Using your point-of-sale system, you can track past purchases made by your customers. You can also make notes on them, which will help you serve them better.
You can use customer data you have on return customers to tailor your customer experience. This will make them feel more welcome and appreciated as a shopper.
Salesforce’s research indicates that a large majority of consumers prefer receiving personalized offers from the brands they frequent. In fact, over half of respondents said they would switch to a different brand if they felt that personalization was lacking in communications. These findings underscore the importance of making regulars feel like they are part of a community.
What brings you back to see us again? We’re always happy to see familiar faces around here. Is there something in particular you’re looking for today?
The familiarity of a customer’s first name is a powerful way to personalize a call.
A loyal customer base is a major selling point for hair salons. People tend to form close bonds with their hair stylists, which is why they return year after year.
The personal relationship that stylists have with their clients is what keeps clients coming back to the same salons. My mom drove 45 minutes to her old hairstylist after she moved to a different city because of the strong bonds they had.
What if we think of our sales associates as our own personalized stylists? The one who helps us create a genuine, human interaction.
This is when your representatives share a part of themselves (and by extension, your company) with your customers. This creates a connection through something happening together.
Your sales staff are the perfect people to establish commonalities with your customers – through shared values, perceptions, or even just a helpful tone of voice, you can make your brand relatable and instill trust.
I love those shoes! They look like they would be really comfortable.
Yikes, it looks like the traffic is really bad out there. You must be getting soaked out there! It’s been raining so much. It certainly has been nice having some nice weather.
I haven’t been to that shop yet, but I’ve heard great things about it.
Here are some tips on commonality.
1. Be specific: Rather than just asking ‘how about this weather?’, try to ask ‘did you go out to enjoy the warm day?’
2. Be personal: Encourage sales associates to personalize their interactions with potential customers by sharing anecdotes about their personal lives that are relevant to your brand. Personal testimonials are important when you’re establishing commonality and they definitely need to be true and helpful.
3. Be genuine: Consumers can tell when you’re being fake, so it’s important to be authentic.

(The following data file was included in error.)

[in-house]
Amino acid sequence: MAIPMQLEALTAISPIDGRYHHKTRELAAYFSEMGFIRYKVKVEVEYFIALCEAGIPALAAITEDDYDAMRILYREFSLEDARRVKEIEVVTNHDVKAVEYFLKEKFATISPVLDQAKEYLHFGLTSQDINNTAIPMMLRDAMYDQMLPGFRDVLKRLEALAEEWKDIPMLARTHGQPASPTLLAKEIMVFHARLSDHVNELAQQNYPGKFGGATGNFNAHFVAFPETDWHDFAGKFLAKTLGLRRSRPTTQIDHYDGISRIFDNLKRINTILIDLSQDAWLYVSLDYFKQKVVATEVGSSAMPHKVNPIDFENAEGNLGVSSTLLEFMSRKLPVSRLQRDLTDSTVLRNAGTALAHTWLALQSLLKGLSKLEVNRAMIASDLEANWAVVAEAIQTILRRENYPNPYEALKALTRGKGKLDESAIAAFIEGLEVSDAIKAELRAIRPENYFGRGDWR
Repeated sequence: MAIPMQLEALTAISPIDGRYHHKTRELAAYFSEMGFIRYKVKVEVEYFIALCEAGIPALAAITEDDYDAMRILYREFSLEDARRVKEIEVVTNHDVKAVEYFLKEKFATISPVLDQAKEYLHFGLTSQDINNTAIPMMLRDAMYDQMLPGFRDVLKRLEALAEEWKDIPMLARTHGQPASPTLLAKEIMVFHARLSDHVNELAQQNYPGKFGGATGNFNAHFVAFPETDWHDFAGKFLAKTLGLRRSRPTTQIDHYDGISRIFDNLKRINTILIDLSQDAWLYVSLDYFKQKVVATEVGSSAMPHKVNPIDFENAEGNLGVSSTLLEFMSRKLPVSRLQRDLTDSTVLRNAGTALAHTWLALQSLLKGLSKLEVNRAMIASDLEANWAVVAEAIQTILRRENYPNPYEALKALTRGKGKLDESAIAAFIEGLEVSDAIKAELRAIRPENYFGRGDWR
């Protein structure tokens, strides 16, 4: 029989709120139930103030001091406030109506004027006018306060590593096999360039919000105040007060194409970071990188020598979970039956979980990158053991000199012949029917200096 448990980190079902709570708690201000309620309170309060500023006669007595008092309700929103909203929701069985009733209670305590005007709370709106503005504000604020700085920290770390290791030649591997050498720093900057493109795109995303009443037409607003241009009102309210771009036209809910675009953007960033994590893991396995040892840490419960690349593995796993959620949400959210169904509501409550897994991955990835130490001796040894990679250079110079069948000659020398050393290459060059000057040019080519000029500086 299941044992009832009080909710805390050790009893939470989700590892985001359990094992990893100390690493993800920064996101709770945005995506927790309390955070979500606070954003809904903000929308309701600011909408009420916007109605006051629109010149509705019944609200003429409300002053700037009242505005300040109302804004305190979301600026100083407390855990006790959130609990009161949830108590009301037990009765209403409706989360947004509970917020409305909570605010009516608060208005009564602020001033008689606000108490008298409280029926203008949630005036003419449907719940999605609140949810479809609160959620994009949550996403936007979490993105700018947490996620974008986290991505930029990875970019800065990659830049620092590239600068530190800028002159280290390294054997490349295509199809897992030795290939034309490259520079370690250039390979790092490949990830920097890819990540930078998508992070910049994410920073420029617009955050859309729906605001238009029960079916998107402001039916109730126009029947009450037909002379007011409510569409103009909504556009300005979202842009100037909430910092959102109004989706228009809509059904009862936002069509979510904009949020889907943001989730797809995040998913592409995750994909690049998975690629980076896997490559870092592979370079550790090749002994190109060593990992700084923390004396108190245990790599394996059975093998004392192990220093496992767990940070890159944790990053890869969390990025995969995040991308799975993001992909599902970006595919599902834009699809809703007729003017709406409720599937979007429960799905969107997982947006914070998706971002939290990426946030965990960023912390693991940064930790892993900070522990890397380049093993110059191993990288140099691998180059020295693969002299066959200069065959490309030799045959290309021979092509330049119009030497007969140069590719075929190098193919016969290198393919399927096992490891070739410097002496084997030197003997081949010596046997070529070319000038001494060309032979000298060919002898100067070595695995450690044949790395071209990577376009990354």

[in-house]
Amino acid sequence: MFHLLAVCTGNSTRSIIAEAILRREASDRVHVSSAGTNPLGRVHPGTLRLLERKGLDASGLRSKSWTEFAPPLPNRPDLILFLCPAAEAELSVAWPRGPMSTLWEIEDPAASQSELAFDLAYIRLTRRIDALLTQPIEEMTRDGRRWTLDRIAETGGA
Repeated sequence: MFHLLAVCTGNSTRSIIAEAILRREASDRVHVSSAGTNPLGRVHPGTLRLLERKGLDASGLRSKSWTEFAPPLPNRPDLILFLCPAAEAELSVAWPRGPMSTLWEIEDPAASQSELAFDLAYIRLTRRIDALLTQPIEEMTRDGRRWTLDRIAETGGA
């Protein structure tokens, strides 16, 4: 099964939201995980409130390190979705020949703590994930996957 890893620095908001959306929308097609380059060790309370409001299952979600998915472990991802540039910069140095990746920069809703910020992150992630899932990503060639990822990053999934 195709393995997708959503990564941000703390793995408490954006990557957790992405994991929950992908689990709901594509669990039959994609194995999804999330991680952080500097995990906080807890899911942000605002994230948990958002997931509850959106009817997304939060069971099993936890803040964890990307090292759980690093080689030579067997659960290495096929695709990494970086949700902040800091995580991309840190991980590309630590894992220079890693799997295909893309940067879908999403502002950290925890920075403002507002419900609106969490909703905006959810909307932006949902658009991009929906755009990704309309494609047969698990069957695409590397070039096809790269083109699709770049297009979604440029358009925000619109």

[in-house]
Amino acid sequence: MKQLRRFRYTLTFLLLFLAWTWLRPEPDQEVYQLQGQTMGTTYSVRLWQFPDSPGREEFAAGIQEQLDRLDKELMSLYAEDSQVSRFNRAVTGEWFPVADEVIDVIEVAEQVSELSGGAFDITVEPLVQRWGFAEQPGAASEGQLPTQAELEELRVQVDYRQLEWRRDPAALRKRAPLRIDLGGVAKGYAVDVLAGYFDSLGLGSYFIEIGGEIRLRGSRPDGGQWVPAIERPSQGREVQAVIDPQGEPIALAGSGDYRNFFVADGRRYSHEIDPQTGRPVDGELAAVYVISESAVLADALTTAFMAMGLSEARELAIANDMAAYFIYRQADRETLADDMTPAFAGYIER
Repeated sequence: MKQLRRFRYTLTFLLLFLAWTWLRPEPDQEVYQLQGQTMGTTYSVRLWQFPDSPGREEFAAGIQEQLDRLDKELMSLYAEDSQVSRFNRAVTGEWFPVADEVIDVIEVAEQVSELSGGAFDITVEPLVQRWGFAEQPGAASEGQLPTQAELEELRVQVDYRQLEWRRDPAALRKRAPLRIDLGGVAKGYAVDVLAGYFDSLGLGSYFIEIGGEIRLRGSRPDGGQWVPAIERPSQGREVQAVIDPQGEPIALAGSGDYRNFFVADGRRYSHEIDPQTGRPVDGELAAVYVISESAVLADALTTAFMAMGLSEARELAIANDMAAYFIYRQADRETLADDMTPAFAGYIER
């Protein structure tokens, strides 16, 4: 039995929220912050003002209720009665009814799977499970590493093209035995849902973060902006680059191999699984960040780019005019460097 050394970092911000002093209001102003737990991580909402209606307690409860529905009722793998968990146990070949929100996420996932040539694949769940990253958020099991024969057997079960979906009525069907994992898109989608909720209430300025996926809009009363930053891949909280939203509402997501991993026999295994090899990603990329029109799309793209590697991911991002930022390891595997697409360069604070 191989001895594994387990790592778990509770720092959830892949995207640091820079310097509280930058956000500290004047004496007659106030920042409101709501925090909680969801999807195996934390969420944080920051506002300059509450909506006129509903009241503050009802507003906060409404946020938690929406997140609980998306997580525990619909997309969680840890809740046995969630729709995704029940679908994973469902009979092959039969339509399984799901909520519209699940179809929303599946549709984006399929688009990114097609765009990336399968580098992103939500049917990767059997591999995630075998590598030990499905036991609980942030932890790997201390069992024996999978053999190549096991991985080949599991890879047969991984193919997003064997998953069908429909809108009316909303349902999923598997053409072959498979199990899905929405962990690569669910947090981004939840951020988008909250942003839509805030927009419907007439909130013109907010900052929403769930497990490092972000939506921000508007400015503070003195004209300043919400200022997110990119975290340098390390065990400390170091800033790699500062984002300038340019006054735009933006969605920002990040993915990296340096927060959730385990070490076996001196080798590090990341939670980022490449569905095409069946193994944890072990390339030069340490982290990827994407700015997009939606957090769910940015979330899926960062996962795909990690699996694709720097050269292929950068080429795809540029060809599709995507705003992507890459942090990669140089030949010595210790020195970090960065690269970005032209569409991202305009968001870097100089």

4. Be positive: Rather than saying ‘when will it stop raining’ say ‘you are more than welcome to stay here as long as you need’. This is called putting a positive spin on a negative situation.
I was in the market for a new snowboard so I went to my local sports shop. The sales associate was a snowboard enthusiast himself and he shared his own experiences with the different board types with me.
Even though I had originally intended to shop around, I instantly trusted him because we both had a passion for snowboarding. I bought my board from him that day, and we’ve become good friends ever since.
When customers first enter your store, it is important to orient them to the space. This involves welcoming them and familiarizing them with the layout of the store. This way, they can find what they are looking for more easily and without any hassle.
Offer them product information that they may not have thought about.
If you’re looking for running shoes in our sports apparel shop, don’t forget to check out our running socks too! They’re buy-one-get-one, and available on your way to the shoe section.
Take your time looking around. Some visitors stay as long as 45 minutes just exploring the store. If you need any help, just let us know.
After your initial engagement with that prospect, check in with the customer to see if they need help. Offer to carry their items or help them find what they are looking for.
Would you like a basket?
Can I free up your hands?
How about I start a fitting room for you while you continue looking around?
Would you like me to hold your cup of coffee at the counter so you can shop easier?
Are you finding what you thought you would?
Whenever I go into my local outdoor gear store, I am immediately greeted and welcomed by an employee. They usually stand near the entrance and exit doors, greeting and saying goodbye to customers.
When customers walk in, they typically ask which products they need or which services they require.
The sales associate then guides them through the store and helps them locate what they need. This is a great way for the associates to welcome customers to a store and help them navigate a large retail space.
Using digital signage is a great way to greet customers and guide them around the store in a larger area.
During major sales periods (like Christmas, Valentine’s Day, and Back to School), it can be helpful to have a holiday-themed message in your back pocket.
Happy Holidays! Need some gift ideas? Come check out our holiday specials now.
Best Non-Verbal Practices for Greeting Customers
It’s not just about what you’re saying, but also how you say it. Your tone of voice, body language, and facial expressions can all influence how a customer perceives you.
Look The Part
Of course, your appearance and grooming are important when talking to your customers. The more likable your look is, the more likely customers will respond positively to your greetings.
Dressing appropriately for your line of work is important. The appropriate attire for a formal business setting is different than the apparel appropriate for a children’s toy store.
Be sure to freshen up your makeup and hairstyle before hitting the sales floor.
Time Your Greeting Properly
When making sales in retail stores, it’s best to wait until about 15 to 30 seconds before approaching a customer.
Try approaching them after they’ve had a chance to adjust to your shop. Otherwise, they may be overwhelmed.
Be Mindful of Your Body Language
Your posture and the way you carry yourself are a key part of helping customers feel comfortable. Keep your hands at your sides and make eye contact to show that you’re open and approachable. You should also respect their space by maintaining a comfortable distance.